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HomeCoronavirus'Kung Fu nuns' deliver aid, health advice in pandemic-hit Himalayas

‘Kung Fu nuns’ deliver aid, health advice in pandemic-hit Himalayas


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Trekking for hours in the thin air of the Himalayas, hundreds of maroon-robed Buddhist nuns are carrying vital aid – and health advice – to villagers left destitute and sick by COVID-19.

Nicknamed the “Kung Fu nuns” because they train in martial arts, the women come from the Drukpa lineage – the only female order in the Buddhist monastic system where nuns have equal status to monks.

Besides hauling sacks of staples from rice and lentils to toiletries and face masks on their backs in the harsh mountain conditions, the nuns have been urging villagers to heed the threat posed by COVID-19.

“The biggest challenge has been explaining to people how dangerous this virus is,” Jigme Konchok Lhamo, 28, said about COVID-19, which has killed about 1.57 million people worldwide.

“People do not take it seriously nor the precautions seriously,” she told the Thomson Reuters Foundation from Nepal’s capital, Kathmandu, via video call.

The villages receiving aid from the nuns lie on both sides of the India-Nepal border, and some 2,000 poor families have been supported so far.

Without regular access to television or the internet for information, the nuns said locals often dismiss the virus as “just a cold”, and shrug off their training sessions on social distancing, hand washing and how to wear masks.

In recent days, the nuns have been working round-the-clock to get food and hygiene items to a COVID-19-hit village in the mountainous Indian district of Lahaul, which is home to half of the global network of about 700 Drukpa nuns.

All of the village’s inhabitants have caught the virus, including some of the nuns’ own relatives.

“We are scared … But fear can’t stop us,” said Jigme Yeshe Lhamo, 30.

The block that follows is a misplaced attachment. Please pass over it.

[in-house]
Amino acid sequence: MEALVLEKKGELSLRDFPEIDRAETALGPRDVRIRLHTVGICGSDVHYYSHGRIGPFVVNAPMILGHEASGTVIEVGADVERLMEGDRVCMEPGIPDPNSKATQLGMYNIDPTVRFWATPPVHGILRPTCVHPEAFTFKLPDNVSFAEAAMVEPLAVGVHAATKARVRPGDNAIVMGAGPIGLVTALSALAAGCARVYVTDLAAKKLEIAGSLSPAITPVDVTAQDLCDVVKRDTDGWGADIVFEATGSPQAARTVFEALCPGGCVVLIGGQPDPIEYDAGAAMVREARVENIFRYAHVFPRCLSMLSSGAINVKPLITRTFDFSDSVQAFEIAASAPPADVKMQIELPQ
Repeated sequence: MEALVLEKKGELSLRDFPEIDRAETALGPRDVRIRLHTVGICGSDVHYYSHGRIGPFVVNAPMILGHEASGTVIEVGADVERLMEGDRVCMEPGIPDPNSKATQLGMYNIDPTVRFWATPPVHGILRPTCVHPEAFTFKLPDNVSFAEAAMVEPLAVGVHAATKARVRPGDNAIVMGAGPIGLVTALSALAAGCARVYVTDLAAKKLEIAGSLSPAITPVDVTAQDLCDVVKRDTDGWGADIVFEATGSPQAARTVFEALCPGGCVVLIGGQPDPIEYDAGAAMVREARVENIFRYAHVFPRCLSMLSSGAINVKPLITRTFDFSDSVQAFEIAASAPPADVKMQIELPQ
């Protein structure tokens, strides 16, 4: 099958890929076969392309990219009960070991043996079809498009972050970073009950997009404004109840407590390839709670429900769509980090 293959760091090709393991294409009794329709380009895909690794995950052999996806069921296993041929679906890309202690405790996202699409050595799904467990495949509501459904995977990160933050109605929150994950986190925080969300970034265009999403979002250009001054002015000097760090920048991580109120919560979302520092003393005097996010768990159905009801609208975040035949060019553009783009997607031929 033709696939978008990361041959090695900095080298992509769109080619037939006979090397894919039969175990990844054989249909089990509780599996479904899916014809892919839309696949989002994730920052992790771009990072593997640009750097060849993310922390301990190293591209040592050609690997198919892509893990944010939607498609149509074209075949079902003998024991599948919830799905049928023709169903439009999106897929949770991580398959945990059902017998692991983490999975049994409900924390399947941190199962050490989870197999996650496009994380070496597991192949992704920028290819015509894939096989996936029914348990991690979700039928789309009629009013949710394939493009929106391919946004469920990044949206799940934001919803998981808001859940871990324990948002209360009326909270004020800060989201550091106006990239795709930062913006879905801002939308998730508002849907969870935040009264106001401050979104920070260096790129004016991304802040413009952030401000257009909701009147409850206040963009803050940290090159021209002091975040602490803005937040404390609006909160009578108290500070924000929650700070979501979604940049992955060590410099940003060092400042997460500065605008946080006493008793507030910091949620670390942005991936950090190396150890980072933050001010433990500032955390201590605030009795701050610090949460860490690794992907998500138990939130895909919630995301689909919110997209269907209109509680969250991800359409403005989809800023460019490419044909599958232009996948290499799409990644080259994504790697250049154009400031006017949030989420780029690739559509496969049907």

“We can’t change the whole world by ourselves but even if we manage to help one life, that’s a big success. We feel happy about it. We feel encouraged,” she said.

Traditionally, nuns are expected to cook and clean and are not permitted to exercise. But this changed about a decade ago when the leader of the 1,000-year-old sect, His Holiness The Gyalwang Drukpa, encouraged the nuns to learn Kung Fu.

“They are a new generation of women who are not afraid to break century old taboos and stereotypes,” said Carrie Lee, a volunteer and former president of Live to Love International charity that supports the Drukpa nuns.

“They took their practice off the meditation cushion and into the world – often times against criticism and threats to their safety.”

When the pandemic took hold, the nuns started working with their families in Ladakh – a remote Buddhist ex-kingdom in the Indian Himalayas – to sew masks for villagers.

They have been enlisting support from others too.

Nima Sherpa, a 28-year-old woman from northern Nepal, credits the nuns for her passion to help others. She bought essential items for 100 families when the nuns needed help with their distribution drives.

Nima, who like most Sherpa goes by her first name, said working on the ground opened her eyes to the kind of hardships villagers were facing as job losses left many unable to pay for groceries or utility bills.

Many of the mountain villagers work in road-building and construction, which came to a standstill due to lockdown curbs – decimating household incomes.

With schools shut and online classes now the norm, many children have been forced to miss a year of education without access to laptops or the internet.

For women, the pandemic has brought additional challenges.

“When I spoke to my cousin, she said maintaining menstrual hygiene was very difficult because sanitary pads are not available and even if they are, they don’t have enough money to purchase them,” Nima said.

The nuns said their next campaigns would focus on women’s health, including menstrual hygiene and teaching villagers how to do breast self-examinations to help detect signs of cancer.

“We will not only teach about coronavirus precautions but also provide sanitary pads,” Yeshe said.

“It’s a very big issue for women.”

(Thomson Reuters Foundation)


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